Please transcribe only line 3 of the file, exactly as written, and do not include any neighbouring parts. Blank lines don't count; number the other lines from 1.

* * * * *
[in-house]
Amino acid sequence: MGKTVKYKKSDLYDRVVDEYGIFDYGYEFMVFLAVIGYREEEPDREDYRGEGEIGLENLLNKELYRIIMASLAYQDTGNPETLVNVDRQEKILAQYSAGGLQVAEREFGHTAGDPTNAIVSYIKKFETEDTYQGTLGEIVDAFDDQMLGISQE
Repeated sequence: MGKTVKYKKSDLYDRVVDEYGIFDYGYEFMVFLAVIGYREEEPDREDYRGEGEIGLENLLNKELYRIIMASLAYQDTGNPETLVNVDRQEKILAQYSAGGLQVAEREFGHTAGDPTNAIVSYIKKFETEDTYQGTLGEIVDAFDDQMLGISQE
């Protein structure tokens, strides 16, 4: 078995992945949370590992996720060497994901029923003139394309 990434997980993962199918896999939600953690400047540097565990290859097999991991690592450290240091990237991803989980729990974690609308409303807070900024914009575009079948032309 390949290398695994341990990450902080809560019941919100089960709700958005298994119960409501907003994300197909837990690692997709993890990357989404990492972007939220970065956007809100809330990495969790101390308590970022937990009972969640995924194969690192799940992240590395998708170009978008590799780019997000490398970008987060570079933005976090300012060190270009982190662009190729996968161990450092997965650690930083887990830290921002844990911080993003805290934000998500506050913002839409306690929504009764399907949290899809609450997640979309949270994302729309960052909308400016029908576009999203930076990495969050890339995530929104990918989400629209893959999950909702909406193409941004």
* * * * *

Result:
Repeated sequence: MGKTVKYKKSDLYDRVVDEYGIFDYGYEFMVFLAVIGYREEEPDREDYRGEGEIGLENLLNKELYRIIMASLAYQDTGNPETLVNVDRQEKILAQYSAGGLQVAEREFGHTAGDPTNAIVSYIKKFETEDTYQGTLGEIVDAFDDQMLGISQE